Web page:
Induction of labor compared to expectant management in low-risk women and associated perinatal outcomes

Yvonne W. Cheng, Anjali J. Kaimal, Jonathan M. Snowden, James M. Nicholson, Aaron B. Caughey

Research output: Contribution to journalArticle

65 Scopus citations

Abstract

Objective: We sought to examine the association of labor induction and perinatal outcomes. Study Design: This was a retrospective cohort study of low-risk nulliparous women with term, live births. Women who had induction at a given gestational age (eg, 39 weeks) were compared to delivery at a later gestation (eg, 40, 41, or 42 weeks). Results: Compared to delivery at a later gestational age, those induced at 39 weeks had a lower risk of cesarean (adjusted odds ratio [aOR], 0.90; 95% confidence interval [CI], 0.88-0.91) and labor dystocia (aOR, 0.88; 95% CI, 0.84-0.94). Their neonates had lowered risk of having 5-minute Apgar <7 (aOR, 0.81; 95% CI, 0.72-0.92), meconium aspiration syndrome (aOR, 0.30; 95% CI, 0.19-0.48), and admission to neonatal intensive care unit (aOR, 0.87; 95% CI, 0.78-0.97). Similar findings were seen for women who were induced at 40 weeks compared to delivery later. Conclusion: Induction of labor in low-risk women at term is not associated with increased risk of cesarean delivery compared to delivery later.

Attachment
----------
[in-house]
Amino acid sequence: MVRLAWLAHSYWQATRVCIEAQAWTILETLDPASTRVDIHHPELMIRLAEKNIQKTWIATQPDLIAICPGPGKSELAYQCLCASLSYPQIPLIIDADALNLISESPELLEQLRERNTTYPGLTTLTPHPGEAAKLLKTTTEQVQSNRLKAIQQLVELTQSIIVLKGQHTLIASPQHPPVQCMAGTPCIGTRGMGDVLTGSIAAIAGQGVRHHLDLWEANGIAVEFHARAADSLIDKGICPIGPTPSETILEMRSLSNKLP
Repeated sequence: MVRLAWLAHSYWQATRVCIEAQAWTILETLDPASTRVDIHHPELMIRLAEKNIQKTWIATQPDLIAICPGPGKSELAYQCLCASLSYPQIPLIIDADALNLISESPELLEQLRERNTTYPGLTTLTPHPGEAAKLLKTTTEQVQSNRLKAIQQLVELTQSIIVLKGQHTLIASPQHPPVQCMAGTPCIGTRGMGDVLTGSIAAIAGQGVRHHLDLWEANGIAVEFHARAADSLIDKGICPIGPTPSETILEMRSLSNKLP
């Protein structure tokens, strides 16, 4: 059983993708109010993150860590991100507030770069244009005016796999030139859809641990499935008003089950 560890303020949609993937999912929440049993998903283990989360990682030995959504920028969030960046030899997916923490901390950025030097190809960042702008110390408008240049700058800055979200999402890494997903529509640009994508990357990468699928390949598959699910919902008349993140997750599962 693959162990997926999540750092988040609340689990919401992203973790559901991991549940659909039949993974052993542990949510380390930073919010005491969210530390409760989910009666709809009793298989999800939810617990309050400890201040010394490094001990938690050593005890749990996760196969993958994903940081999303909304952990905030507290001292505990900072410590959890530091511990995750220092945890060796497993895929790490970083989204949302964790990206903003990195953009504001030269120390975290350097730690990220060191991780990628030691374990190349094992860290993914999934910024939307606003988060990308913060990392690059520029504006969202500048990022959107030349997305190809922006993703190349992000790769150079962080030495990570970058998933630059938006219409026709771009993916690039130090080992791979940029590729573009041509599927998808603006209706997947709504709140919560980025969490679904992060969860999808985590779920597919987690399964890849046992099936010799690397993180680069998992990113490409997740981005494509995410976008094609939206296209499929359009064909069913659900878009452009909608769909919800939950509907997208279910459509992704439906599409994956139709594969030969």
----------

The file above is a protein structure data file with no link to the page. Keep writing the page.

Original languageEnglish (US)
Pages (from-to)502.e1-502.e8
JournalAmerican journal of obstetrics and gynecology
Volume207
Issue number6
DOIs
StatePublished - Dec 2012

Keywords

  • cesarean
  • induction
  • neonatal outcomes

ASJC Scopus subject areas

  • Obstetrics and Gynecology

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